TV-synced advertising 101: Bridging the TV and online worlds

TV advertising has always been an incredibly powerful medium to reach large audiences, especially during prime time. However, the rise in channel count and the advent of devices used to access the Internet has transformed the way we consume TV. It has moved from a linear experience that brought the household together to a more personalized experience delivered to connect screens separated from the TV. This raises questions as to the effectiveness of traditional broadcast advertising in a multiscreen world, in which brands and agencies still need to ensure that their commercials reach the right audience on the right screen at the right time while still reaching large audience numbers.


TV has undergone tremendous changes since the turn of the century, blending TV and IP represented the first step in enabling connectivity to pervade consumers’ everyday lives, and connected devices such as smartphones and tablets have closed the loop by allowing users to watch video content on any platform. Viewers are also harnessing connectivity to combine the social experience with TV consumption.  While watching primetime TV and commercials, 71% visit a social media platform during the commercial and 64% visit a social media platform during the TV show (Facebook, “From One Screen to Five: The New Way We Watch TV” conducted by Millward Brown 2014). In a world where content sources and devices keep increasing, it becomes difficult to predict the viewability of a TV advert as viewers switch between TV and online.

While the rise of these devices seems to have created new challenges for brands and agencies in terms of reach with consumers becoming harder to pin down, the web has also opened the door to better targeting and more granular consumer data. Social media has further increased the amount of data that consumers are willing to share, enabling brands to use these channels to better understand their target audiences. Advertisers have creatively harnessed the power of technology and, for a few years now, have been looking into the potential of the second screen to better reach the right consumer on the right screen without having to forego TV and its reach.

In 2013, an answer to this dilemma emerged with TV synced advertising, which utilizes real—time content recognition technology to decipher the content being played on TV, and combines this with built-in targeting and Real-Time Bidding (RTB) capabilities. This new solution leverages the reach of TV and the granular metrics and click-to-purchase potential of the online and social worlds to deliver advertisements on the second screen in real-time.


TV Synced Ads powered by Teletrax can identify TV programs and commercials within seconds of broadcast and trigger digital campaigns for synchronization and/or competitive response. These ads can be delivered through social, video, display, and search channels across phone, desktop, and tablet devices for truly integrated marketing. This enables advertisers to reach the right people, with the right content, at the right place and time. Additionally, through 4C’s Social Ads Product, marketers can leverage targeting based on predictive data science, capitalize on pre-optimized, custom audience segments and manage complex campaigns with simplicity through bulk editing, smart groups and auto-optimization tools.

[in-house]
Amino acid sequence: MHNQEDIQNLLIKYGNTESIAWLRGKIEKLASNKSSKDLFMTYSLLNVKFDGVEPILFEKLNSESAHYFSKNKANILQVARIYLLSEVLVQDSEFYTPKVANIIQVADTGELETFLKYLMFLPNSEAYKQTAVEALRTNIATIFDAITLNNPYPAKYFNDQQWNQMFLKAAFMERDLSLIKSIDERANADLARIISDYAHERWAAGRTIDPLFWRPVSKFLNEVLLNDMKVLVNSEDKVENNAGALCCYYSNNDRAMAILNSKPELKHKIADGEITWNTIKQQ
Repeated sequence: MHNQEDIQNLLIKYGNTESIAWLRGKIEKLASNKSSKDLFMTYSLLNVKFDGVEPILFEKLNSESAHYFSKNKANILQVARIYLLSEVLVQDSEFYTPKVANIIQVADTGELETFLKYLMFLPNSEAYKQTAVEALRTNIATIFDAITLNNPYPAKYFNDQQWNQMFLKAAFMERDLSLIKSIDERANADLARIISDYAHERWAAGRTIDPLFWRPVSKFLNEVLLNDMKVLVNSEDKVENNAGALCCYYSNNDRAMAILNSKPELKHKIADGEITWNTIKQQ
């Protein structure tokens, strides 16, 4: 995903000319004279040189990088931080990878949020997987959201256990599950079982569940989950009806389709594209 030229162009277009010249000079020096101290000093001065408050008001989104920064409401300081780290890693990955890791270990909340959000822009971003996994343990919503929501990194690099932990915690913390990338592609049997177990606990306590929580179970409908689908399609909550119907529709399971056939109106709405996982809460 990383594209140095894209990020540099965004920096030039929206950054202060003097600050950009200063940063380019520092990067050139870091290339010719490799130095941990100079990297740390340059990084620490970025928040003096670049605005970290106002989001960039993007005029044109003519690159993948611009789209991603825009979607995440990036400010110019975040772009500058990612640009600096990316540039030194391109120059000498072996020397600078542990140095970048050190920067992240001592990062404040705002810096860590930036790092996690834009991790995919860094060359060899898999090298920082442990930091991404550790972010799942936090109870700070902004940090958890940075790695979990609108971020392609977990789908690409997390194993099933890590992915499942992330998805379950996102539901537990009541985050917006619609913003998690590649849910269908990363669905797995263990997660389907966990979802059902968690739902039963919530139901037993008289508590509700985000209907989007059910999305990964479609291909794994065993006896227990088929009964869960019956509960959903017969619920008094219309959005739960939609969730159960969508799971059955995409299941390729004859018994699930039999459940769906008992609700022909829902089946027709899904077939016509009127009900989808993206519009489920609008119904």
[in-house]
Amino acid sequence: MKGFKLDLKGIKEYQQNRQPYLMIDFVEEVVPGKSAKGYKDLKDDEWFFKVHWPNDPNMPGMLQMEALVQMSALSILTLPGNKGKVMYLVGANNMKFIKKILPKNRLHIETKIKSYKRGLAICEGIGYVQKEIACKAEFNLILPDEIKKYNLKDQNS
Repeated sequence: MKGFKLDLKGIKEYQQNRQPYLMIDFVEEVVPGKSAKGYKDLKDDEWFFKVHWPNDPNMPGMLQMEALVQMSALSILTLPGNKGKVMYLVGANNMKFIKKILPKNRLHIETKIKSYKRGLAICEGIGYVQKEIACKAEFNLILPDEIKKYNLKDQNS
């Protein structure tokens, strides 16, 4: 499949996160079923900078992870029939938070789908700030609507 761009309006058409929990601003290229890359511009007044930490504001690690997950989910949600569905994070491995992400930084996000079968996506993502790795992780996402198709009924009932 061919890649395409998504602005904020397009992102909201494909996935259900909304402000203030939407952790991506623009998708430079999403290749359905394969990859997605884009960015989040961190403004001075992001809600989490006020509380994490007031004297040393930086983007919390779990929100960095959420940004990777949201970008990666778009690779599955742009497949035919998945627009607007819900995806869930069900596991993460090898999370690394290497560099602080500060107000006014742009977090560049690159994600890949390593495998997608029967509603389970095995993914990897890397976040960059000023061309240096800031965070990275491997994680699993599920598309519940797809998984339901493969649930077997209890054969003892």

The solution is based on “fingerprinting”, a technology enabling an aired TV commercial or piece of content to be matched with a global TV channel database followed by automated call to action. Using a content database, the network detects that a particular ad or piece of content is on air, allowing the synchronisation technology to automatically target users watching TV while browsing the web. Inventory is made available in a dedicated marketplace in order to allow brands and agencies to buy premium slots in real-time and ensure that their online advertising is aligned with a broadcast campaign. This allows media buyers to acquire digital impressions at the best price while ensuring that their ads will be viewed on both screens.


Previous campaigns have demonstrated that consumers are very receptive to TV-synced advertising, with unprecedented lifts in Click-Through Rates (CTR) on social media. TV-synced advertisements combining Facebook and TV have seen a 60% uplift in consumer clicks compared to a Facebook-only adverts, and up to 250% on Twitter.


These techniques allow advertisers to target consumers that can purchase goods and services when they see an advertisement via a connected device. TV-synced advertising provides an immediate solution to bridge the gap between the broadcast and online worlds by ensuring that brands and agencies can create multi-platform ad campaigns. By utilizing TV-synced advertising solutions, brands and agencies can create data-driven cross-screen advertising campaigns that adapt to their target audience.


Data provides advertisers with consumer understanding, ensuring that the right message reaches the right screen, at the right time, regardless of viewing habits and the device in use. Media buyers can streamline their purchases while ensuring that they only acquire the best impressions, increasing return on investment for brands. In the near future, we expect creative teams to design advertising campaigns that leverage each screen and social feed to offer promotions or expand the narrative out of home in order to offer new immersive advertising experiences that are relevant to each audience member’s activity and location in real-time.